Tag Archives: Parade

Never As Strong

One’s been reminded recently of the adage (attributed to Churchill and others) that Russia (and its military) is never as strong, nor as weak, as it seems to be.

Its military strength or weakness slides along a scale, constantly shifting. Though appearing to be in one place, it’s often already moving (or starting to move) in the opposite direction.

Yesterday’s Red Square military parade marked the 69th anniversary of victory in the Great Patriotic War.  It was quite an impressive display of fair Slavic manhood.

Defense Minister Shoygu Reviews Troops Before 9 May Parade

Defense Minister Shoygu Reviews Troops Before 9 May Parade

As every year, Moscow understandably put its best foot forward.  But we’d do well to remember this isn’t necessarily the face of the entire Russian military.

This is the same country that gave us the Potemkin village and infamous 1955 Soviet Aviation Day flyover (and bomber gap).  Be impressed, but don’t go overboard like many comments you’ll read.

Russia’s armed forces have clearly improved in recent years.  There’s even been an uptick since Shoygu replaced Serdyukov.

But is Russia’s military development on a sustainable trajectory?

Probably not, in this writer’s estimation.

Shoygu Likes Things on a Soviet Scale

Shoygu Likes Things on a Soviet Scale

Shoygu’s efforts appear aimed at returning the armed forces to something approximating Soviet scale (or the unreformed, pre-2008 Russian scale at least).

Despite the problems he ultimately caused, Serdyukov tried — not just to reduce the military’s proportions — but to make it fit its manpower, its logistical support, and its most likely threats.

Russia’s annexation of Crimea and its build-up opposite eastern Ukraine have spurred observers  to assess that Ivan’s 7-feet-tall and growing.  Many of them never looked at Russia’s military prior to March.

One’s strength is inversely proportional to that of the enemy.  Everything is net assessment.  Three long-time analysts have concluded:

“You don’t have to be good to win — just better than your foe.”

“The Russians were capable of confronting an inferior force that is right next door.”

“It’s an impressive operation, but it’s an 80% political operation.  The military are there to stand around and look menacing.  It’s not as if they took Crimea.”

We should also note the Russians already had a huge military presence inside the borders of the country whose territorial integrity and sovereignty they violated.

Russia isn’t the first (and won’t be the last) great power or superpower to use its foreign military bases for such a purpose.

Such actions usually carry a high diplomatic, political, military, and economic price that has to be paid eventually.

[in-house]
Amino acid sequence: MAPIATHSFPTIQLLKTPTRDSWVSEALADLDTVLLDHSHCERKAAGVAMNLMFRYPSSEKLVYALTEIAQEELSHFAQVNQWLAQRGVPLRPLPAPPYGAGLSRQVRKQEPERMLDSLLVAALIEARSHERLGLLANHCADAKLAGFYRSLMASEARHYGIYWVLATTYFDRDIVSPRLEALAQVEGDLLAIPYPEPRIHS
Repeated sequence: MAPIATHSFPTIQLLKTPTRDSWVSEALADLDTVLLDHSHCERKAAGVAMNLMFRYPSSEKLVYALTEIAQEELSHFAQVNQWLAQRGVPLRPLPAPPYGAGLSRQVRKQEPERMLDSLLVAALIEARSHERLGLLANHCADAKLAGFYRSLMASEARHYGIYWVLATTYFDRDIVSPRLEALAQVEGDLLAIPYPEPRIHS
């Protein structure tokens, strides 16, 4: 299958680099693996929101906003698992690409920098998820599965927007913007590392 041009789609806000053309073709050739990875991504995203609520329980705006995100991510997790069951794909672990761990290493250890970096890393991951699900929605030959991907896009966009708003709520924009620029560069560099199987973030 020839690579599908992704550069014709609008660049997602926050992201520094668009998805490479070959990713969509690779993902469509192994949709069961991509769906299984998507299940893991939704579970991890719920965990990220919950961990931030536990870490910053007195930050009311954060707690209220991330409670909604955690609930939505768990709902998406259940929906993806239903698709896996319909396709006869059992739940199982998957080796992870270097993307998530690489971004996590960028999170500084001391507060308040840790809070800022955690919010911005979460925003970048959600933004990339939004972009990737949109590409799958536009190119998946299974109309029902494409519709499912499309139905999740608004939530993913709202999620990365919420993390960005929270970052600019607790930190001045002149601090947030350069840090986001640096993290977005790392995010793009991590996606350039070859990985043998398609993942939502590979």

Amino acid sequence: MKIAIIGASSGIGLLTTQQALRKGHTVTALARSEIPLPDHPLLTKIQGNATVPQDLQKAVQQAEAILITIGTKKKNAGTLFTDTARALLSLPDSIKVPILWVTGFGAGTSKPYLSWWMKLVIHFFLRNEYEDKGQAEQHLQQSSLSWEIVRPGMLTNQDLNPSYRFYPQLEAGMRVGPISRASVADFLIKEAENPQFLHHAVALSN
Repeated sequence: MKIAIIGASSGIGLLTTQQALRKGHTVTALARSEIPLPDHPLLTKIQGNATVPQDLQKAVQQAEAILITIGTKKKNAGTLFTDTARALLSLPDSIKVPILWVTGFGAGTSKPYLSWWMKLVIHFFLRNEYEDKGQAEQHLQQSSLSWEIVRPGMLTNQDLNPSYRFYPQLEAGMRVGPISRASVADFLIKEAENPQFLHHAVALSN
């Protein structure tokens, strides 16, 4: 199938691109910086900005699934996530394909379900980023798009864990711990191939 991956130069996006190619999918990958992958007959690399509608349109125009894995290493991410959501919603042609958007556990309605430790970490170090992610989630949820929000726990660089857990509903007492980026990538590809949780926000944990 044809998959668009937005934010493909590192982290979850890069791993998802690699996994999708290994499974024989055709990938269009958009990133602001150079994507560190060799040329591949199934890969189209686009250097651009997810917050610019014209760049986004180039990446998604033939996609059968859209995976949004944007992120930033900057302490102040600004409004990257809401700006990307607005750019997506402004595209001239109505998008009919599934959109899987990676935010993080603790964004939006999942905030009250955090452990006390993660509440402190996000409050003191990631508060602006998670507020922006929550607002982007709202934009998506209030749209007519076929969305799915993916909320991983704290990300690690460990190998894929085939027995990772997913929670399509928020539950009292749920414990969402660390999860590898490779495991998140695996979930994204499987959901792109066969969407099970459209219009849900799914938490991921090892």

70 Years Ago

It was an event that sparked our interest in the USSR, in Russia.  Red Army troops marched heroically from the November 7, 1941 parade marking the 24th anniversary of the October Revolution straight into battle on Moscow’s outskirts.  Here’s how RT covered today’s reenactment.

Here’s the grainy film showing the actual event.

One can’t help imagining what these young men faced, and what must have happened to them.

Here’s Stalin’s speech.

Stalin, who was paralyzed for days after German invasion, tells the Soviet people that, although conditions are difficult, they aren’t as bad as what the country faced in 1918.  And he declares the German Army has not gained the quick victory it expected, and is not invincible.  But Stalin also promises an early defeat of the invaders that wasn’t in the cards either.

Full Parade Coverage

Here’s Pervyy kanal’s complete coverage of today’s parade.  The second half starts as soon as you reach the end of the first.

Victory Day Parade

Here’s the link for Vesti.ru’s seven-minute report on today’s 63-minute Red Square parade.

New Mil.ru

The New Mil.ru

A new look for the RF Defense Ministry website’s been unveiled (in testing mode, so far).

The first treat we’re supposed to get is video from tonight’s Red Square rehearsal of Monday’s Victory Day parade.  There’s a place to click for it, but it’s obviously not loaded yet.

So, say farewell to the old Mil.ru.

Farewell Old Mil.ru

Old Mil.ru had a nice rundown of the Defense Ministry’s organizational structure that was once well maintained, but became an untended mess after Anatoliy Serdyukov arrived in 2007 and changed the Russian military bureaucracy in myriad ways.

RF Defense Ministry Structure on the Old Mil.ru

New Mil.ru is pared down, so far, in this respect, showing only a slicker (but up-to-date) rundown of Serdyukov’s deputies.

New Defense Ministry Leadership Page